SM based online communities, as it embodies an incomparable source of diversity
and knowledge, thus, standing as an essential actor in branding co-creation.

 

As before mentioned, the fluctuations in ideologies throughout
the co-creation and S-D logic literature (Vargo and Lusch, 2008), has lent
itself to increase attention given to the field of branding in the co-creation
context from both practitioners and researchers. Current literature
intellectualises the concept as ‘service branding’, through which the firm and
customer co-create brand meanings and experiences (Brodie, 2009; Hajli et al.,
2017).

 

Empirical analysis of firm’s branding activities
undertaken by Ramaswamy (2009) highlights the gradual embeddedness of branding
co-creation within MNCs marketing strategies. ‘Being Girl’ was an online
forum established by P for preteen/teen girls. This forum connected
members anonymously, enabling them to share their views about feminine hygiene.
Through the brand community pages, P developed interaction with customers
and successfully demonstrated branding co-creation; customers became educated
whilst simultaneously increasing awareness around P programmes and products.
 Furthermore,
Parmentier (2015) posits that firms may participate within branding co-creation
activities in SMbBCs, so as to generate new information, ideas and content, as
well as understanding consumers’/users’ needs, wants and preferences about a
brand to benefit from their shared knowledge through posts shared by brand
community members (Adebanjo and Michealides, 2010).

 

As both society and SM demonstrate indications of
progression, significant increases in research surrounding brand communities
becomes warranted as customers are identified as ‘market intelligent’, exemplifying
their ability, with the internet at their disposal, to co-create products/services
(Füller and Matzler 2007). Of main importance within the branding co-creation
literature, are the findings from Hajli et al’s. (2017), paper, suggesting that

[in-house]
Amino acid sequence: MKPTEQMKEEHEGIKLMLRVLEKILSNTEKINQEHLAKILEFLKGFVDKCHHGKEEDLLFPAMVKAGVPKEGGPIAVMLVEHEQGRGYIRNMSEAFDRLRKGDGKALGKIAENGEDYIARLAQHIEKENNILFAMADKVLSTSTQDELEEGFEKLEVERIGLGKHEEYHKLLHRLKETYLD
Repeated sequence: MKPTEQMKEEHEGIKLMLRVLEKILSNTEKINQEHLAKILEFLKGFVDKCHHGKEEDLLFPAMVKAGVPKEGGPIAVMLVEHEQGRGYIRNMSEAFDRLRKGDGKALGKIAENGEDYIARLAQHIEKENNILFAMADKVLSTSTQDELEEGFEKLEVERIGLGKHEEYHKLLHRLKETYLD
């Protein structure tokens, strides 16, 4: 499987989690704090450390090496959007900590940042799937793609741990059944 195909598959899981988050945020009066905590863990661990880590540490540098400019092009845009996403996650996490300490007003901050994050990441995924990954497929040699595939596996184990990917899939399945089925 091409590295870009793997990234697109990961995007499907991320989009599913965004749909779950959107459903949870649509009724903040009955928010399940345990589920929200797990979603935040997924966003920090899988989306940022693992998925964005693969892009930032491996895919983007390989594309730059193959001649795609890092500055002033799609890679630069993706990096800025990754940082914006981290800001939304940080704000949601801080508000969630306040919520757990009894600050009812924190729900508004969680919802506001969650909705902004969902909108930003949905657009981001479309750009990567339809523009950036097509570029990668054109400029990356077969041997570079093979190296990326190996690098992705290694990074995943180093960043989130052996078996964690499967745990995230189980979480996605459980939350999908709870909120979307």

firms opt into developing SMbBCs to facilitate customers social interactions, thus
developing relationship quality and loyalty for branding co-creation purposes.
They further theorize that if managers enable seamless connectivity amongst
customers to share information not merely with the brand, but with each other,
this in turn fosters successful branding co-creation (Hajli et al., 2017).

 

Most recently, research undertaken by Kamboj et al.
(2018), set the foundational knowledge upon which the current paper is built,
developing a conceptual background for branding co-creation vis-à-vis SM
platforms, applying a Stimulus-Organism-Response framework outlook. Consequently,
they suggest that both brand loyalty and brand trust positively influence branding
co-creation on SNSs; however, they state that further empirical data conducted
on different samples and restricted SM platforms is necessary for ratification
of these hypotheses (Kamboj et al., 2018; Hajli et al., 2017).

 

Upon review,
although certain areas and domains of the co-creation literature are widely
researched, academics are yet to put serious
emphasis on the branding domain within the co-creation literature (Kamboj et al., 2018). Prominent gaps
within the literature existing regarding the analysis of factors and
motivations that foster a want to be a part of the branding co-creation process,
from both customers and businesses. Hajli et al. (2017), also suggests that
future research should develop a framework for firms to successfully apply and develop
branding co-creation using SNSs. Furthermore,
literature emphasises difficultly in measuring branding co-creation empirically,
thus leading many studies to focus research towards ‘actor engagement’ and resource
integration, which, are considered amongst practitioners as observable,
designable and manageable as proxies of branding co-creation (Storbacka et al.,
2016).